Cover of "Stuart Little (Deluxe Edition)&...

Cover of Stuart Little, courtesy of Amazon

Some friends reported a recent adventure involving a Caddyshack-type escapade of trying to rid their home of mice who had decided to move in for the winter. This is a regular winter occurrence for many people who live in cold-weather areas, no matter how diligently they try to keep the little guys out. Mice are funny little creatures. Put them in a movie, give them a name or a hat, and voila – they’re cute, cuddly, entertaining little friends. Think Stuart Little. Put them in a field with a little nest or house and they’re story book material. Give them cousins from the city and they’re folksy lesson teachers. But put them in our homes and they become hated vermin. They’re symbols of the apocalypse, bringing bubonic plague and other disasters upon the earth. 

Now a days, although mice are pesky, messy, dirty and destructive,  it’s unlikely that they bring plague. They’re more nuisance and expense (exterminator anyone?) than scary. So why are we afraid of mice? Why do they evoke in us the feeling of wanting to scream, run, or stand on a chair? Well, for one thing, they’re fast. You see a dash of brown out of the corner of your eye, but seldom see the actual mouse. That mousey swoosh makes you feel creepy –  after all that could have been your bare foot they’re running over when they swoosh across the room. You never know where they are or where they’ll show up next. And they’re sneaky. They can outsmart you and all your fancy traps in no time. They can steal the cheese and escape unharmed, making them seem almost super-human, er super-rodent. They perplex us and outwrangle us year after year, to the point that people invent more and more contraptions to capture them and keep them out. Yet, they persist. Maybe we’re afraid of them because it turns out they’re smarter than us!

I recall a favorite story from a collection of essays entitled Tales of the old UP  by Cully Gage The author recounts tales of his youth while growing up in Michigan’s upper peninsula.  I don’t have the book handy so I may be misquoting here, but I believe the story was called “Aunt Lizzy’s Mice.” As a young boy the author was given the task of ridding his aunt’s home of mice. There was no Orkin or Terminex back then, no clean, hygienic traps. His methods involved a bucket, a tin can, some wire and  bacon. (you probably don’t really want to know the rest) He cleared out most of the mice easily enough until he got down to the last three stubborn rodents whom he named Shadrach, Meshach and Abednego. No matter what he did he couldn’t catch those three.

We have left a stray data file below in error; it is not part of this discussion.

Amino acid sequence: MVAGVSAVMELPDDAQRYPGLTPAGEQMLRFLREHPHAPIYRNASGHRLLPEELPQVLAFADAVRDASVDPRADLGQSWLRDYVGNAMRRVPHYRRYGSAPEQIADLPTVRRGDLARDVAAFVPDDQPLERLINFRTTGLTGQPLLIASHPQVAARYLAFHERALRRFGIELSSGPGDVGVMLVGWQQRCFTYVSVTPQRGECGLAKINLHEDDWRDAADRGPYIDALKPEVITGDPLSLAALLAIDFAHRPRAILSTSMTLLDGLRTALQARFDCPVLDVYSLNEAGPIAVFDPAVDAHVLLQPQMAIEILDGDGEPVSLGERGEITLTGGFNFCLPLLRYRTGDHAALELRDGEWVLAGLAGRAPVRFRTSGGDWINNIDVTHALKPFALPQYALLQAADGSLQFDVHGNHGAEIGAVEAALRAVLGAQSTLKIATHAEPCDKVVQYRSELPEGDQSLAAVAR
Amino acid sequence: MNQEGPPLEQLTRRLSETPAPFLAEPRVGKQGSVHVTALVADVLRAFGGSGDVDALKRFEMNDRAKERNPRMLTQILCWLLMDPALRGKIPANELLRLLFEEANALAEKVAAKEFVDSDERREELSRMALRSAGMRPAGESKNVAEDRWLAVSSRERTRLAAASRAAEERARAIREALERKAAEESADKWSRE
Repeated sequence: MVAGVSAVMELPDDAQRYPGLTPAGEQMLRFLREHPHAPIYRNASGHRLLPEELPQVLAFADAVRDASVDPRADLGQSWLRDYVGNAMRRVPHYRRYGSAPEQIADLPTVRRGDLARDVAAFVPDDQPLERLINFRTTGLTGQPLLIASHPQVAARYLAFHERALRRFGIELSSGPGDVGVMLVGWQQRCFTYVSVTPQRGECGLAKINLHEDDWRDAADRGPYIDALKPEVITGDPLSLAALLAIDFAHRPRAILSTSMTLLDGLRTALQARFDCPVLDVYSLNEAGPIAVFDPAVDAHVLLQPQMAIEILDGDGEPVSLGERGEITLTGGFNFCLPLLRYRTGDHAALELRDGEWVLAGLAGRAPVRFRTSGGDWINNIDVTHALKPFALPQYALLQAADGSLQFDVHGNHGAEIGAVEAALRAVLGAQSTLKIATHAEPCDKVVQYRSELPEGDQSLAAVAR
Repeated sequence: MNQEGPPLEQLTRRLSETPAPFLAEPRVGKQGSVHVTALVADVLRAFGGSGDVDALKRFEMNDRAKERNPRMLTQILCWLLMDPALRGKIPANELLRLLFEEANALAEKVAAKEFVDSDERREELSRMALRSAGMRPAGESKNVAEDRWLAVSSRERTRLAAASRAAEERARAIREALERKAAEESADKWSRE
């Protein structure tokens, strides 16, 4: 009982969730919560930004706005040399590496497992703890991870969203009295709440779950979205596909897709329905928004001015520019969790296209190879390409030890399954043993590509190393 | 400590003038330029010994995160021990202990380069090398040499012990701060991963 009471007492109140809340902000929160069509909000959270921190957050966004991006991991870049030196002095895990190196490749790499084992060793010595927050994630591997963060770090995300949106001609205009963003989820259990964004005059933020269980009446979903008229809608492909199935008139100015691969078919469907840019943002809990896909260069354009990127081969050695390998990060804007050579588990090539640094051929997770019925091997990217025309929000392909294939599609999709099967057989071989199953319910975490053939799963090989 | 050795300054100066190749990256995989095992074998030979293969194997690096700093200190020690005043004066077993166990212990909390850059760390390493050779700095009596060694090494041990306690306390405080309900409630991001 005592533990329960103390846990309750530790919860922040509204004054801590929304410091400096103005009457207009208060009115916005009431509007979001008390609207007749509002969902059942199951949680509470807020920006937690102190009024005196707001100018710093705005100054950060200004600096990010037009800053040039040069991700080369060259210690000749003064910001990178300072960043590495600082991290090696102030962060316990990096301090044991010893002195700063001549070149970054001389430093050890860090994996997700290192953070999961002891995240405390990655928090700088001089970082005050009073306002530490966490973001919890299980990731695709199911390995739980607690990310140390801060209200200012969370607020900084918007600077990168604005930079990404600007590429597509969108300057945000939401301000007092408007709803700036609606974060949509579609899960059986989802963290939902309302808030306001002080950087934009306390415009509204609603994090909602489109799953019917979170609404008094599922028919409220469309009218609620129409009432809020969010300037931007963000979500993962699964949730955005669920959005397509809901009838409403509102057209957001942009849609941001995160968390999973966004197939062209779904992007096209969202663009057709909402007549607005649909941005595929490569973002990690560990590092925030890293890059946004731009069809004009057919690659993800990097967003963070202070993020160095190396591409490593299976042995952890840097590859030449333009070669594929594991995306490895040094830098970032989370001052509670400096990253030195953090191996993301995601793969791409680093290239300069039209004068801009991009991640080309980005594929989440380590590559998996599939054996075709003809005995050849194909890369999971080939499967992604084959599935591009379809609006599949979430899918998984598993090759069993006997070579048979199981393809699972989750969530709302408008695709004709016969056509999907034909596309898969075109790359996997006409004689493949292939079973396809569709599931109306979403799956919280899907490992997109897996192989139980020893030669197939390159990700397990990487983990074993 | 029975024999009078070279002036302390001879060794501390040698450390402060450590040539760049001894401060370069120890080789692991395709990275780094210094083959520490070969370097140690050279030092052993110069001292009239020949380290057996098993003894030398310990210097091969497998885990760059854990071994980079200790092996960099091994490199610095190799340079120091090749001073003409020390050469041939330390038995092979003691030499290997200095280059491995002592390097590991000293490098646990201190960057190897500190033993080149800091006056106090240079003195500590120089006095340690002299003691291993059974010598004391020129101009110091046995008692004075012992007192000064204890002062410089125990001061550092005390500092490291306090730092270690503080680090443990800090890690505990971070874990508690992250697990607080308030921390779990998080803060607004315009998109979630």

I hope my friends get rid of their mice, and I hope all of you stay clear of the Shadrachs, Meshachs and Abednegos trying to move into your home for the winter.

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2 thoughts on “EEK!

  1. Ugh. You’ve brought back bad memories of apartment living in my single days. The building had a mouse infestation and it didn’t matter that I kept all my food in tightly sealed tupperware containers. They’d still come to visit. Exterminator said they are very curious animals and if there’s a hole, they’ll come through it. I spent many a day stuffing steel wool into nooks and crannies. Nightmare!

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